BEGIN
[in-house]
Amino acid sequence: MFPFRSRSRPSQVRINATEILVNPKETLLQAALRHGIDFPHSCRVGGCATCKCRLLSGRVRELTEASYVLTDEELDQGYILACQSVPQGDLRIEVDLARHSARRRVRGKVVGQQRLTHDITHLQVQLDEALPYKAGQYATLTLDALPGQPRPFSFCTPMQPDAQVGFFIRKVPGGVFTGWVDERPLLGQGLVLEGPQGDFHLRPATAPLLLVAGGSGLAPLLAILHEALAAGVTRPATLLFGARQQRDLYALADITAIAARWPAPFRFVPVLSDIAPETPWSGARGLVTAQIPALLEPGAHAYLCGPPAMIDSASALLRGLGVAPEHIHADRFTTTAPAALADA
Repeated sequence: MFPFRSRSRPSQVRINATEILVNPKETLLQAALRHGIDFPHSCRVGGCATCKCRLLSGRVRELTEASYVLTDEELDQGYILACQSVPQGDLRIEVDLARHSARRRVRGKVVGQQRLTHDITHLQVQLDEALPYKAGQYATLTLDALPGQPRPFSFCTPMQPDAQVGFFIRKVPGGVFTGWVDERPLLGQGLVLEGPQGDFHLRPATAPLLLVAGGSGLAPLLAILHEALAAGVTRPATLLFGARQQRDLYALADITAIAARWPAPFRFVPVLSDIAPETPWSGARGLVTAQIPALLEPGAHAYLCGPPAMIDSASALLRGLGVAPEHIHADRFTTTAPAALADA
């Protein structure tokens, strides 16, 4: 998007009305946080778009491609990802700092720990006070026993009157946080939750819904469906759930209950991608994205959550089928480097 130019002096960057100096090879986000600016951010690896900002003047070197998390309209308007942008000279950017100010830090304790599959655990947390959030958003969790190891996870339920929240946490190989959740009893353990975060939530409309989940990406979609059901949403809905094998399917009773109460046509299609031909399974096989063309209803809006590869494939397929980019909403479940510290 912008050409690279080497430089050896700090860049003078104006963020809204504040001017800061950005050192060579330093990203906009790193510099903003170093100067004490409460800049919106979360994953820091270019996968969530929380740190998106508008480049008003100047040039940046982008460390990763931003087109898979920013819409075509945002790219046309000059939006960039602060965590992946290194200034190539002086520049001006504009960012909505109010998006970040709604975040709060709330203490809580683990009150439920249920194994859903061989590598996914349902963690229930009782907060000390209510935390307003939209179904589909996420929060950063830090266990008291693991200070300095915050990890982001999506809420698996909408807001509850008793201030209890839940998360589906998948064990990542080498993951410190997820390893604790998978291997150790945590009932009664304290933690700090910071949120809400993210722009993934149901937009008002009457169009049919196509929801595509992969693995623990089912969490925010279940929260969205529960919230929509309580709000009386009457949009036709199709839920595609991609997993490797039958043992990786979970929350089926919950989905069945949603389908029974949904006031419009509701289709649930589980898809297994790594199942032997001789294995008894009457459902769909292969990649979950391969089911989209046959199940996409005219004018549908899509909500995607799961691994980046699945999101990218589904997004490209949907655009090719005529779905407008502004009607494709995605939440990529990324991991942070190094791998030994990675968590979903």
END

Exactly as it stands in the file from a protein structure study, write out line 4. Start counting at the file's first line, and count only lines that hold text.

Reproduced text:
């Protein structure tokens, strides 16, 4: 998007009305946080778009491609990802700092720990006070026993009157946080939750819904469906759930209950991608994205959550089928480097 130019002096960057100096090879986000600016951010690896900002003047070197998390309209308007942008000279950017100010830090304790599959655990947390959030958003969790190891996870339920929240946490190989959740009893353990975060939530409309989940990406979609059901949403809905094998399917009773109460046509299609031909399974096989063309209803809006590869494939397929980019909403479940510290 912008050409690279080497430089050896700090860049003078104006963020809204504040001017800061950005050192060579330093990203906009790193510099903003170093100067004490409460800049919106979360994953820091270019996968969530929380740190998106508008480049008003100047040039940046982008460390990763931003087109898979920013819409075509945002790219046309000059939006960039602060965590992946290194200034190539002086520049001006504009960012909505109010998006970040709604975040709060709330203490809580683990009150439920249920194994859903061989590598996914349902963690229930009782907060000390209510935390307003939209179904589909996420929060950063830090266990008291693991200070300095915050990890982001999506809420698996909408807001509850008793201030209890839940998360589906998948064990990542080498993951410190997820390893604790998978291997150790945590009932009664304290933690700090910071949120809400993210722009993934149901937009008002009457169009049919196509929801595509992969693995623990089912969490925010279940929260969205529960919230929509309580709000009386009457949009036709199709839920595609991609997993490797039958043992990786979970929350089926919950989905069945949603389908029974949904006031419009509701289709649930589980898809297994790594199942032997001789294995008894009457459902769909292969990649979950391969089911989209046959199940996409005219004018549908899509909500995607799961691994980046699945999101990218589904997004490209949907655009090719005529779905407008502004009607494709995605939440990529990324991991942070190094791998030994990675968590979903």